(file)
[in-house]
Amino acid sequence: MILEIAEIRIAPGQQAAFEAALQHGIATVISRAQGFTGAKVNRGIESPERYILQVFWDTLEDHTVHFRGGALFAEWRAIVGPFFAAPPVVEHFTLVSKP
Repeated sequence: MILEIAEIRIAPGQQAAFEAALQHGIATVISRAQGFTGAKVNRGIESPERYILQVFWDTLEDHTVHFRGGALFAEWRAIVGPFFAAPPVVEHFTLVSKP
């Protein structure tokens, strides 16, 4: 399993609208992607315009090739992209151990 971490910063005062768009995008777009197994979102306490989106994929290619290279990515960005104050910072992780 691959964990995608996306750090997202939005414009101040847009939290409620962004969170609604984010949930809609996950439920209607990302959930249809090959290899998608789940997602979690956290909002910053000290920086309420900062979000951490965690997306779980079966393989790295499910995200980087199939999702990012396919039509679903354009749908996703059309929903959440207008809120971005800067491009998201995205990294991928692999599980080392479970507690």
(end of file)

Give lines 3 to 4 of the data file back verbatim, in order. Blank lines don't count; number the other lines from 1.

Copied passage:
Repeated sequence: MILEIAEIRIAPGQQAAFEAALQHGIATVISRAQGFTGAKVNRGIESPERYILQVFWDTLEDHTVHFRGGALFAEWRAIVGPFFAAPPVVEHFTLVSKP
């Protein structure tokens, strides 16, 4: 399993609208992607315009090739992209151990 971490910063005062768009995008777009197994979102306490989106994929290619290279990515960005104050910072992780 691959964990995608996306750090997202939005414009101040847009939290409620962004969170609604984010949930809609996950439920209607990302959930249809090959290899998608789940997602979690956290909002910053000290920086309420900062979000951490965690997306779980079966393989790295499910995200980087199939999702990012396919039509679903354009749908996703059309929903959440207008809120971005800067491009998201995205990294991928692999599980080392479970507690």